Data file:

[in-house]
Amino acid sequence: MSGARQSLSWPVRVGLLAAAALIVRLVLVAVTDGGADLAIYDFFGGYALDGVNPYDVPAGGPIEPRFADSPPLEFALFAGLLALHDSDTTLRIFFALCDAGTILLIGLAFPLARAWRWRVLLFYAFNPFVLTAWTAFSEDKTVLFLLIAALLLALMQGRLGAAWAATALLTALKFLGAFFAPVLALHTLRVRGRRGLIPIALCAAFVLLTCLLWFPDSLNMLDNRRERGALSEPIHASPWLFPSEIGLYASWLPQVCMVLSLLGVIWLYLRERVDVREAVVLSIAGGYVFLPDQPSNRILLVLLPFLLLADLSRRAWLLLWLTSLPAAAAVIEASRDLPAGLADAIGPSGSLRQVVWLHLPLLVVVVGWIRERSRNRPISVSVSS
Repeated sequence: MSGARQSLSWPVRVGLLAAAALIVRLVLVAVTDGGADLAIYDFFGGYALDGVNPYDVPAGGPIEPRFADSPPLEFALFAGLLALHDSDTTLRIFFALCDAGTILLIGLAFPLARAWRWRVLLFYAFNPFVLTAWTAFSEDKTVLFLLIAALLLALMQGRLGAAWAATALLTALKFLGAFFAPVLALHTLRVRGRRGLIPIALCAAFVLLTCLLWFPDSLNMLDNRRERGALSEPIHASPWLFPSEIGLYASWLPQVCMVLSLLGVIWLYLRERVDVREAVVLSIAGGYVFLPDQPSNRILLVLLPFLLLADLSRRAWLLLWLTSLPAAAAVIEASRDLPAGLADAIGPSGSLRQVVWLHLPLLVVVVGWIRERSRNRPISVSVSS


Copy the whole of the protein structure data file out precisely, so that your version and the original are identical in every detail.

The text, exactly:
[in-house]
Amino acid sequence: MSGARQSLSWPVRVGLLAAAALIVRLVLVAVTDGGADLAIYDFFGGYALDGVNPYDVPAGGPIEPRFADSPPLEFALFAGLLALHDSDTTLRIFFALCDAGTILLIGLAFPLARAWRWRVLLFYAFNPFVLTAWTAFSEDKTVLFLLIAALLLALMQGRLGAAWAATALLTALKFLGAFFAPVLALHTLRVRGRRGLIPIALCAAFVLLTCLLWFPDSLNMLDNRRERGALSEPIHASPWLFPSEIGLYASWLPQVCMVLSLLGVIWLYLRERVDVREAVVLSIAGGYVFLPDQPSNRILLVLLPFLLLADLSRRAWLLLWLTSLPAAAAVIEASRDLPAGLADAIGPSGSLRQVVWLHLPLLVVVVGWIRERSRNRPISVSVSS
Repeated sequence: MSGARQSLSWPVRVGLLAAAALIVRLVLVAVTDGGADLAIYDFFGGYALDGVNPYDVPAGGPIEPRFADSPPLEFALFAGLLALHDSDTTLRIFFALCDAGTILLIGLAFPLARAWRWRVLLFYAFNPFVLTAWTAFSEDKTVLFLLIAALLLALMQGRLGAAWAATALLTALKFLGAFFAPVLALHTLRVRGRRGLIPIALCAAFVLLTCLLWFPDSLNMLDNRRERGALSEPIHASPWLFPSEIGLYASWLPQVCMVLSLLGVIWLYLRERVDVREAVVLSIAGGYVFLPDQPSNRILLVLLPFLLLADLSRRAWLLLWLTSLPAAAAVIEASRDLPAGLADAIGPSGSLRQVVWLHLPLLVVVVGWIRERSRNRPISVSVSS